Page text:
Aww, just look at all that cute, trusting innocence, though. [by Rob Lee via flickr]

Alright, Snowfox, out with it! How did you finally start coming out of your shell?”

I inspire impatience in a lot of people. Don’t feel bad.

…I joined a kung fu studio, of course.

I’ll wait a second for you to catch up on that one. Not what you were expecting, eh? That’s alright. Take your time. Okay, kung fu. Like, Bruce Lee? Jackie Chan? Hi-YAH!? Er, alright…


I mean, what better place to challenge myself, right? I didn’t do anything physical, I was afraid of talking to just about everyone, and I would rather read and daydream about something adventurous than actually attempt it myself. I could never learn to fight. I couldn’t even handle verbal conflicts! All the great retorts occurred to me hours later!

As it turned out, of course, my journey with the kung fu studio became much less about fighting — after 5 years, I’m still working on it — and much more about confidence and love. After the first six months, when I finally dared to voice one of many snarky comments that I would normally have kept to myself, I inherited a veritable slew of older brothers (just like I’d always wanted!!) and found myself becoming a part of a close-knit family that would define the rest of my life.

My first incredible mentor and big bro, who moved across the country a few years ago, reads this blog on occasion (hi WoodHare!); my incredible group of nerdy and awesome friends and intrepid crossfit compatriots all have ties to the studio (you know who you are!); I even met Rogue Leader there, who continues to make my life better every single day.  Hell, I’m even majoring in Chinese because of my “all-things-Chinese” love affair that blossomed at the studio.

Don’t tell HIM that it’s not the Year of the Ox.

I could go on and on about the incredible joys and life lessons the studio has brought me in a few short years, but this post was actually supposed to be about the leadership training program I did a few weeks ago. . . . Whoops. We’ll save the kung fu love story for another day, then.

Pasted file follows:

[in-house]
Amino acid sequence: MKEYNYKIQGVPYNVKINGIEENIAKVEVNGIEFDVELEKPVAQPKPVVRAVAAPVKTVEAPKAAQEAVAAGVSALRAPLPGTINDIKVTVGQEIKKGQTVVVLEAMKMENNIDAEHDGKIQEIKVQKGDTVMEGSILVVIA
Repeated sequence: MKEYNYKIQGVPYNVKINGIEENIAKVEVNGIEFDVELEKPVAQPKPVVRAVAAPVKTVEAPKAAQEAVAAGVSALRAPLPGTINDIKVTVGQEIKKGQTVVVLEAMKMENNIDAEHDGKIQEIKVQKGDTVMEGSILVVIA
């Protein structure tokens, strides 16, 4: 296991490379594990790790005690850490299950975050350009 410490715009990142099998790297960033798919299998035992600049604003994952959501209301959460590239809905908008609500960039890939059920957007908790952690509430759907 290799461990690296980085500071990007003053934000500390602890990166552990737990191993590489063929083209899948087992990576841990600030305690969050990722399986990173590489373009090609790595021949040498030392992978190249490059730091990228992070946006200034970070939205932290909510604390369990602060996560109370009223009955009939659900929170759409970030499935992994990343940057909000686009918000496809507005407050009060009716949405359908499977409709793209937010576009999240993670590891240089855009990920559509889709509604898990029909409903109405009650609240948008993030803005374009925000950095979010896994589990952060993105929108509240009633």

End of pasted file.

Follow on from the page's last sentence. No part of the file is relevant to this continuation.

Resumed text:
What you should take away from the whole “Leadership for Introverts: Part One” (which might more aptly be called “Snowfox likes to write about herself and will get to ‘leadership’ in Part Two”), then, is that the term “introvert” doesn’t always have to mean “shy.” Introverts just need some alone time now and again — we lose energy from being in big groups of people, where extroverts thrive on big social events.

Some quiet people really are just solitary; other quiet people are simply more comfortable in a smaller, close-knit group of dear friends than a crowd of strangers. I’ve been, and always will be, a bit of both.

Me at every social gathering ever. [xkcd]

But, if you, too, feel that you’re a quiet person with rather a lot to say (both Western and Eastern astrology informs me that I ought to be the chatty life of the party, so obviously, I’ve been doing it wrong my whole life), here’s lesson number one: try something outside of your comfort zone. It may change your life in incredible ways you never could have imagined — it sure has for me.

Stay tuned for part two: The leadership program where all this kung-fu-confidence has led me, and how I might be becoming a total BAMF.


Photos link back to their original URL. (Go Google image search!) In addition, the adorable fox photo belongs to Rob Lee and can be found on this site full of more awesome pictures or at his flickr, and the great comic strip is from Randall Munroe’s fantastic webcomic XKCD, which you should all read and love as much as I do. 

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11 thoughts on “An Introvert’s Guide to Becoming a Leader, Part One

    • Aw, thank you! I always worry that my posts are too long and rambly :)